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modules/kvs: Fix cut & paste error #969

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merged 1 commit into from Feb 3, 2017

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chu11 commented Feb 3, 2017

Initialize check watcher with flux_check_watcher_create() instead
of flux_prepare_watcher_create().

modules/kvs: Fix cut & paste error
Initialize check watcher with flux_check_watcher_create() instead
of flux_prepare_watcher_create().
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chu11 commented Feb 3, 2017

Saw this while looking at #813 , seems like a cut & paste error?

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garlick commented Feb 3, 2017

I take it that means the KVS's check watcher was being executed at prepare time. Ugh, I guess that would mean every time the KVS wakes up to do anything, it enters the commit handler at prepare time. Then when there was commit work to do, it also enters the commit handler at check time.

Potentially a very good catch, if I understand!

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coveralls commented Feb 3, 2017

Coverage Status

Coverage increased (+0.01%) to 76.175% when pulling 5e5ee99 on chu11:kvswatchertypo into 2163e13 on flux-framework:master.

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codecov-io commented Feb 3, 2017

Codecov Report

Merging #969 into master will increase coverage by 0.01%.

@@            Coverage Diff            @@
##           master    #969      +/-   ##
=========================================
+ Coverage   75.89%   75.9%   +0.01%     
=========================================
  Files         152     152              
  Lines       25937   25937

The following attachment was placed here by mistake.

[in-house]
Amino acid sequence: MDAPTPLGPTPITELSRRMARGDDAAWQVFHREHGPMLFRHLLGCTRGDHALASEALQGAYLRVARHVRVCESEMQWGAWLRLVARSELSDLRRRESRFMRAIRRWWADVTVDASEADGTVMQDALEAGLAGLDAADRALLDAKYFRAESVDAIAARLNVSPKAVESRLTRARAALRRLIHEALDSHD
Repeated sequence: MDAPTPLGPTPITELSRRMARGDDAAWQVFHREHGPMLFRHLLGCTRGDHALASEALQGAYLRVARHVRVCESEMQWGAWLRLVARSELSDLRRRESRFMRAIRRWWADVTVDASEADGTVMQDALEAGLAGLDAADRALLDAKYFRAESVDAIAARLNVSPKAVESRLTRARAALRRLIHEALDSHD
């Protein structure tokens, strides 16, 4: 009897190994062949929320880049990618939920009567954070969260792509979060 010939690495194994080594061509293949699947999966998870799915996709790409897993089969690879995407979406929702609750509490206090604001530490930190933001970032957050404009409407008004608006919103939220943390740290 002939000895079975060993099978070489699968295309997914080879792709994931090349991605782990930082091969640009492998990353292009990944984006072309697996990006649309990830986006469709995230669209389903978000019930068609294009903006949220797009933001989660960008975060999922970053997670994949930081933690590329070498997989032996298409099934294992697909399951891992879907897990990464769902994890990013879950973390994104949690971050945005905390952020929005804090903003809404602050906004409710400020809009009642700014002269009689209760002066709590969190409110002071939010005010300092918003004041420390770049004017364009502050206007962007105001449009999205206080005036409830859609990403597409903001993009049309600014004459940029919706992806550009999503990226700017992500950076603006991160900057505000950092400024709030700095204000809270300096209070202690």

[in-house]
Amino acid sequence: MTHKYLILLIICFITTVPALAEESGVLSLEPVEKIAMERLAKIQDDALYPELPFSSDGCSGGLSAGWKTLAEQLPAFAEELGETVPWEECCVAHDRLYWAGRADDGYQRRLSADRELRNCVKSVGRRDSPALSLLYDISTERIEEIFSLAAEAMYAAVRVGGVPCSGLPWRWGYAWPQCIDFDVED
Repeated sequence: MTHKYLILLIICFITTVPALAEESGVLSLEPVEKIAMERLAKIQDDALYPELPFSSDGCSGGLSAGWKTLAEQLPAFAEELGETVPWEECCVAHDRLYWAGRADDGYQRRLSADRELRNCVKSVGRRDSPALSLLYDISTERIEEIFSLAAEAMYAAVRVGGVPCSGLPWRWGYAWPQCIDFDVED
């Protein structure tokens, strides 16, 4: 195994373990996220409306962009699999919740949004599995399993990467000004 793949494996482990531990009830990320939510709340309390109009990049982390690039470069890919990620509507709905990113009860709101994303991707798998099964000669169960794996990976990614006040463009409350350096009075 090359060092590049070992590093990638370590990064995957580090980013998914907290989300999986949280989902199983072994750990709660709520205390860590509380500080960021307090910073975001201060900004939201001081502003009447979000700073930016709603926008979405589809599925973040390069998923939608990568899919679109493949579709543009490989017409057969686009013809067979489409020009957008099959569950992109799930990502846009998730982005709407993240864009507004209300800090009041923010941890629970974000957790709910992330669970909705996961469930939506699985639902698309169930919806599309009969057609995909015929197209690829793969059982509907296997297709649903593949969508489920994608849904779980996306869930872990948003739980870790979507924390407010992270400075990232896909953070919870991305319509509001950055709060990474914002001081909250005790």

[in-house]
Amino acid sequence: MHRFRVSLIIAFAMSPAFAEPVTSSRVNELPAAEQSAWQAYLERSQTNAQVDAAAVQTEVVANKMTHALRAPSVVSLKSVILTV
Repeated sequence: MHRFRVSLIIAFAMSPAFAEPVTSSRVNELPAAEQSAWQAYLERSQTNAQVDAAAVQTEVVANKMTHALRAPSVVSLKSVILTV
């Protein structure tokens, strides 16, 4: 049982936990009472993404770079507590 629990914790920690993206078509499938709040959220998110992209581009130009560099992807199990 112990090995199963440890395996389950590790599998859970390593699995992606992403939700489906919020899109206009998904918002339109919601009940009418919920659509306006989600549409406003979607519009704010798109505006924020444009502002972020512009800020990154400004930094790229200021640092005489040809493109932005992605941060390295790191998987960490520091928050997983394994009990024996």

=========================================
+ Hits        19684   19687       +3     
+ Misses       6253    6250       -3
Impacted Files Coverage Δ
src/modules/kvs/kvs.c 80.09% <100%> (+0.12%)
src/common/libflux/message.c 83.57% <ø> (ø)
src/common/libflux/handle.c 85.67% <ø> (+0.26%)
src/common/libutil/veb.c 98.86% <ø> (+0.56%)

Continue to review full report at Codecov.

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garlick commented Feb 3, 2017

Tests are passing so I say this one goes in! Thanks @chu11 for finding a nasty one.

@garlick garlick merged commit c44b98b into flux-framework:master Feb 3, 2017

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codecov/patch 100% of diff hit (target 75.89%)
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codecov/project 75.9% (+0.01%) compared to 2163e13
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continuous-integration/travis-ci/pr The Travis CI build passed
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coverage/coveralls Coverage increased (+0.01%) to 76.175%
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chu11 commented Feb 3, 2017

Ugh, I guess that would mean every time the KVS wakes up to do anything, it enters the commit handler at prepare time.

Wouldn't it be that it enters the commit handler after the KVS wakes up to do anything? i.e. after the reactor has processed recently incoming KVS messages and starts the next event-loop cycle, at which the prepare callback is called?

Then when there was commit work to do, it also enters the commit handler at check time.

Not sure what you mean by this, sort of conflicts with the prior sentence?